The nearly always-interesting thing for me about beginning an essay, any piece of writing that begins with a notion about something, is I rarely know where it will lead. What the final shape and flavor will be.

There are times, like now, this early January morning, it is 5:43 a.m. as I write these words, that two ideas join hands, two images, if you will.

One is about the complete and utter joy I feel when I get regular mail, not e-mail, mail. Yesterday I was comfortably ensconced in my ugly orange Archie Bunker living-room chair writing in my journal when I saw the mail carrier arrive and put mail in the mailbox. It was all I could do not to leap out of my chair and race to the mailbox because when I see mail arrive I am often swept up in the same kind of joy a child feels on Christmas morning.

Am I alone in the world in my response to getting mail? I doubt it. Getting mail is in some way a reminder that the world knows you are alive. And the utter joy I feel when the two magazines I subscribe too (The New Yorker and The Atlantic) arrive is indescribable.

The second notion I was pondering is the answer to a question I have been asked recently, twice actually, about what I want in a relationship, what I want to be true in a relationship with a woman. There are some non-negotiables for me in a relationship: no emotional or physical violence, no drugs, preferably someone who does not smoke (anything), and at the risk of sounding shallow and close minded, I have a tough time with unshaved legs and armpits. Silly of me? Maybe. But maybe not. I know there are woman who will do an about face when they see I have a beard or goatee.

Now, what does getting mail and relationships have in common, and why am I, for some reason, connecting them in my head? Damned if I know. However, maybe it has to do with the hope that in any relationship there is always a joy and wonder felt when listening too and experiencing what comes out of the mind and heart of the person you are with.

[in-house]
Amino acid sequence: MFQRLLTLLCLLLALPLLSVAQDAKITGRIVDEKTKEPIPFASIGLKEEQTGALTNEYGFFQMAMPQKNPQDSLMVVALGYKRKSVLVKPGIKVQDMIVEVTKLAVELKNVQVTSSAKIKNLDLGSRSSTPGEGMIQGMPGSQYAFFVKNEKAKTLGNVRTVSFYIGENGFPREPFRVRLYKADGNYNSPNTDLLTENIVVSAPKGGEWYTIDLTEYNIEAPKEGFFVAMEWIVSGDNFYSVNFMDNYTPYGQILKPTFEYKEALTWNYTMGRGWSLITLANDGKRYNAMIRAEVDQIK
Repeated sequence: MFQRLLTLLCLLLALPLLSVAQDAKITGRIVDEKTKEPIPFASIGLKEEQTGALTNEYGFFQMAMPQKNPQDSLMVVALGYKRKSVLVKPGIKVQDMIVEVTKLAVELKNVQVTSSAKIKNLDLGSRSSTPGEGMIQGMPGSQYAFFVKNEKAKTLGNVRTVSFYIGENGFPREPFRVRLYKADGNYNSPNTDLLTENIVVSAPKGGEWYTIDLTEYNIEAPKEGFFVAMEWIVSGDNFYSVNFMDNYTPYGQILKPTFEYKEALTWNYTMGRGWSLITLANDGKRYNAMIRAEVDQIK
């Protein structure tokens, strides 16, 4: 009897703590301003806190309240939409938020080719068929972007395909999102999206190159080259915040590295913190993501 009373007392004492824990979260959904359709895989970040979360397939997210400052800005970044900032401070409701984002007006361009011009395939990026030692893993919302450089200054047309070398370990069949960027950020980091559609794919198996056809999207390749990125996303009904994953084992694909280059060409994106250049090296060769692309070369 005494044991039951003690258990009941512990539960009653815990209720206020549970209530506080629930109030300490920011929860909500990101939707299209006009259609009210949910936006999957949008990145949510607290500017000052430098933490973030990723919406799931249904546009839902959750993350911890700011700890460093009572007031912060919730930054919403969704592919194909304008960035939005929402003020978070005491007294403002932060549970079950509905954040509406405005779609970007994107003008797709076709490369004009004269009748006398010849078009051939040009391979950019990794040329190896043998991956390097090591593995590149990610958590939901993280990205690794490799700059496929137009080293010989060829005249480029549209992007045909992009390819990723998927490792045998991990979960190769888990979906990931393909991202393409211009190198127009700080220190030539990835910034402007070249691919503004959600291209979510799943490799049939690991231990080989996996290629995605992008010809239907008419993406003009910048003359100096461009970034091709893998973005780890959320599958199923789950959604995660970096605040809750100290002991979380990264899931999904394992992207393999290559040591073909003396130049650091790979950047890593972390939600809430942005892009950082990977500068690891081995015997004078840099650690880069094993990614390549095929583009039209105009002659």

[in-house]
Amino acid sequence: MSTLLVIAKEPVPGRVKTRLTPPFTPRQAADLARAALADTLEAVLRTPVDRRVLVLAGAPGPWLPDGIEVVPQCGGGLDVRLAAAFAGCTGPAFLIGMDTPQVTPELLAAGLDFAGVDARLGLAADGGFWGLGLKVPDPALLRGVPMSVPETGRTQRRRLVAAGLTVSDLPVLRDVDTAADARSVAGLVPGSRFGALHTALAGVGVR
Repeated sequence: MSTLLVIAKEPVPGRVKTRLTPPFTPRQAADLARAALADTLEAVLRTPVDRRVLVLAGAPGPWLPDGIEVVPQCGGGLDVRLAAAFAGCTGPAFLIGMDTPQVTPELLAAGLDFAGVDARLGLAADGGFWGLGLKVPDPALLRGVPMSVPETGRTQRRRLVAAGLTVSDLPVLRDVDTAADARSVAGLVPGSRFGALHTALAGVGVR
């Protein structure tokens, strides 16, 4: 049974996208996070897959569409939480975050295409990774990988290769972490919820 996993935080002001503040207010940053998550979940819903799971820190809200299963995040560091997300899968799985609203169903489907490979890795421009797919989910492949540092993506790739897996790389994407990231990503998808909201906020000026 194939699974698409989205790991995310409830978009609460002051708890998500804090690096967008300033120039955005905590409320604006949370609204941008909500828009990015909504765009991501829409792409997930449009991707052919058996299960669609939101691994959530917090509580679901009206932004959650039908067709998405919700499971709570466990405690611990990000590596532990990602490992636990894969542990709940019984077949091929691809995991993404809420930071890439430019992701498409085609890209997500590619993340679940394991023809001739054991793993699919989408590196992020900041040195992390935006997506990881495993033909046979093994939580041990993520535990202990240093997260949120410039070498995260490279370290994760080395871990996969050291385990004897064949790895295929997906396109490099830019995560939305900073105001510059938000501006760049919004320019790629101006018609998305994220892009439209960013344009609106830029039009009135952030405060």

Again, what does getting mail and relationships really have in common? Not sure. But, what the hell, this is my essay.

I can say that above all else in any relationship I want us to be best friends – emotionally, physically and spiritually at peace with each other – and safe to be who we are with each other, as happy nesting quietly together at home as we are exploring the world around us.

Has this been a fragmented, disjointed essay. Sure has. What can I tell you… other than thank you for toughing it out.


One of two things is true. New Yorker editor David Remnick knew the impact this weeks disgraceful New Yorker cover would have or the poor fellow is suffering from a cognitive disorder so severe it’s time he got some treatment and resigned.

I am inclined to believe the former of the two possibilities. In 2004, for the first time in its 80 year history, the New Yorker endorsed a presidential candidate. Now, it has an illustration on the cover showing presidential candidate Senator Barack Obama dressed in full Muslim garb, his wife, Michelle Obama, dressed in camouflage with an assault weapon. And both are standing in the Oval Office, doing a fist bump in front of a fireplace in which an American flag is burning and over which hangs a picture of Osama Bin Laden.

As the Washington Post’s former Moscow correspondent and the author of two books on Russia and the Soviet Union, Remnick’s claim that he had no idea there would be a negative reaction to the cover is, as far as I’m concerned, a flat out lie.

Remnick knows all too well the impact of propaganda. He knew perfectly well the impact the cover would have. That makes it clear to me the cover was published to have the exact destructive impact it’s having. It is a cover that feeds hatred and bigotry, period.

Remnick should apologize. Moreover, he should resign or be sent packing.